If you find yourself in a tug of war with your sliding glass door, or if it makes noise when you open or close it, it could be because the tracks are a bit dry. Lubricating your sliding door with a fast-acting grease spray like WD-40 can help mitigate the issue. So, how do you use WD-40 to lubricate sliding glass doors?
To lubricate your sliding door with WD-40, you’ll need a screwdriver, a vacuum cleaner, and blotting paper. Before applying the lubricant, inspect the rollers and tracks for damage, remove the upper covers, then clear any dirt and debris. Finally, add WD-40 and reapply the upper covers.
Sliding glass doors have a more complex operating system than a typical door. This is why they require maintenance regularly. Let’s get into the details of the lubrication process and look at the pros and cons of lubricating sliding glass doors with WD-40.
Can You Use WD-40 on Sliding Glass Door Tracks?
You can use WD-40 (on Amazon) to lubricate and loosen corroded, rusted, and stuck sliding glass door tracks. WD-40 is dense, fast-acting, and allows for long-lasting lubrication. The lubricant is also very easy to apply and doesn’t drip.
How to Lubricate Sliding Glass Doors With WD-40
The constant use of sliding glass doors inevitably leads to a few common issues like creaking noises or trouble sliding the door. You’ll need to execute regular and proper maintenance by cleaning and lubricating the door with WD-40 so that it stays in excellent condition for years to come.
Let’s look at how to lubricate your sliding glass door properly.
Before you can lubricate your sliding glass door, you’ll need to gather a few materials. They include:
- Vacuum cleaner
- WD-40 Specialist Long-Lasting Grease Spray (on Amazon)
- Blotting paper
Clean Debris and Dust from Tracks
Cleaning the tracks before applying lubricant is very important. This step ensures that you get rid of debris that can cause the lubricant to clump up, obstructing access to the tracks. Use a toothpick or untangled wire to remove debris stuck in tight areas on the track.
Inspect the upper roller and its relative door track, then clean and lubricate them. You can also adjust or reverse the sliding glass door when necessary. If the door sticks or grinds against the lower track when you slide it, you need to adjust the roller lower so that it pushes the door upward.
To access the sliding system, use a screwdriver to remove the upper covers of the door on both sides. Turn the adjusting screw at the bottom of the door between the track rails.
Turning the screw clockwise lowers the wheel and raises the door. Turning it in the opposite direction raises the wheel and lowers the door. But if you back the screw out entirely, it enables you to remove the wheel for replacement.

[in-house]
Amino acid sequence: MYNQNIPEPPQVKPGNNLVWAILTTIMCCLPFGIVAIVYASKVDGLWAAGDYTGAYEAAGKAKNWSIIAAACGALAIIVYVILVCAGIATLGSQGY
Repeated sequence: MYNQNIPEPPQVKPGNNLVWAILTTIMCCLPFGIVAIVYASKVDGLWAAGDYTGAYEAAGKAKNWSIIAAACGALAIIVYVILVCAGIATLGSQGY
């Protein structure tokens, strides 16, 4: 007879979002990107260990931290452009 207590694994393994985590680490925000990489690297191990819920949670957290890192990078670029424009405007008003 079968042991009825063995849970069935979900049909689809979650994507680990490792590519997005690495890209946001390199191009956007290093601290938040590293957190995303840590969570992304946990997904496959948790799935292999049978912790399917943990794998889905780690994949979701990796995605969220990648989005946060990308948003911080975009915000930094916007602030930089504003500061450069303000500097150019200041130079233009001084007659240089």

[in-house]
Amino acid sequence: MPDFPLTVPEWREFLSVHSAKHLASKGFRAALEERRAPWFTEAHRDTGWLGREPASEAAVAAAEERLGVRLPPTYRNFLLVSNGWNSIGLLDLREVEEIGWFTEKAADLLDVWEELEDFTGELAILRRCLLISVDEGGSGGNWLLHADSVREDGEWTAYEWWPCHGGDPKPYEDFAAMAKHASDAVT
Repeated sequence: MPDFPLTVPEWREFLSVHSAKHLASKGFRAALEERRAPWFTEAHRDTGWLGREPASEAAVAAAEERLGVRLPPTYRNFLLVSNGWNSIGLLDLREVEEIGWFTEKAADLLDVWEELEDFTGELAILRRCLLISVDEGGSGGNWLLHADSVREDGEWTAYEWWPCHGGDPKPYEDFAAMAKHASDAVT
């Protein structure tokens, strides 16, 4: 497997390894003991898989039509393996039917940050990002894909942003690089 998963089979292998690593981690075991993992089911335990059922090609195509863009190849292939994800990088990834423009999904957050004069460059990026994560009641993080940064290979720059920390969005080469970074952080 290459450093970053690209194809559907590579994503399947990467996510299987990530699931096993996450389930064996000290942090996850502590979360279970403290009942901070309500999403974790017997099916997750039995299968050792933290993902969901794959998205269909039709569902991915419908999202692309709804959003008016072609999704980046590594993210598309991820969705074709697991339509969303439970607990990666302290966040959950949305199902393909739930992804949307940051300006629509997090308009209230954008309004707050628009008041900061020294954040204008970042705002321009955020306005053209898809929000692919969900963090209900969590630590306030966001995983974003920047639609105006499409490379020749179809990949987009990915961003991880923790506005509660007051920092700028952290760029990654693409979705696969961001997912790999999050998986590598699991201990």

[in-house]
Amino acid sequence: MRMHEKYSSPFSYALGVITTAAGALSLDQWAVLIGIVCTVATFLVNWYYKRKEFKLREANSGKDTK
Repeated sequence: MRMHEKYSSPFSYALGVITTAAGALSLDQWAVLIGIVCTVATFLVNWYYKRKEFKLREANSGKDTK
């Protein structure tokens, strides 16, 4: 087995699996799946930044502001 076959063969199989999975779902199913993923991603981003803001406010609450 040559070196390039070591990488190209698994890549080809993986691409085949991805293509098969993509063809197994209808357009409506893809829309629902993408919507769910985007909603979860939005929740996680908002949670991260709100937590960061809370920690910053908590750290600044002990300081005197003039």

Once you’ve confirmed everything is okay, use your vacuum cleaner to blow away all the loose bits of dirt and dust. First, clean one side of the door, then the other and repeat the sequence for the door frame and the track area as well. The track area may be full of loose pet hair or other debris, so ensure you get it all while cleaning.
When you’re done, grab a non-abrasive home cleaner and spray a little over the door. Use blotting paper to rub the solution on the door until it’s sparkling clean, then apply the lubricant.
Apply WD-40 and Reapply Covers
Apply WD-40 directly on top of the sliding door track. Next, spray the lubricant on the bottom door tracks, wheels, and rollers, then slide the door back and forth a few times to ensure the entire track is well lubricated.
Take a clean rag and wipe off any lubricant outside the track to avoid creating potential slipping hazards. Reapply the upper covers, and your sliding glass door is ready to roll.
What Are the Pros and Cons of Lubricating Sliding Glass Doors With WD-40?
WD-40 is an excellent lubricant with several benefits, but it has a few downsides too. Here are its pros and cons:
- It’s a water-resistant lubricant that works on both metal and non-metal surfaces such as plastic, rubber, vinyl, and glass surfaces.
- It dries fast and doesn’t leave behind a staining film that attracts dirt.
- It’s VOC compliant.
- It’s a dense and fast-acting silicone lubricant.
- It can withstand extreme temperatures ranging from -100℉ to 500℉.
- It improves the sliding capabilities of any surface exponentially.
- Inhaling WD-40 may cause nasal and respiratory irritation and other side effects like headache, nausea, and dizziness. When spraying the lubricant on your sliding glass door tracks, take extra caution and put on a mask.
- WD-40 is harmful to your skin, so be careful that it doesn’t come into contact with your skin while spraying it on your door tracks. A little skin contact with the lubricant may cause moderate skin irritation, and short-term exposure can lead to redness, itching and burning. Prolonged or repeated exposure may cause allergic skin reactions and severe skin problems.
- Eye contact with WD-40 may cause redness, swelling, stinging and tearing.
- It’s harmful to children, and if they swallow it, they may suffer from gastrointestinal irritation, nausea, vomiting, dizziness, diarrhea, drowsiness and other central nervous system effects. Therefore, keep WD-40 out of the reach of children.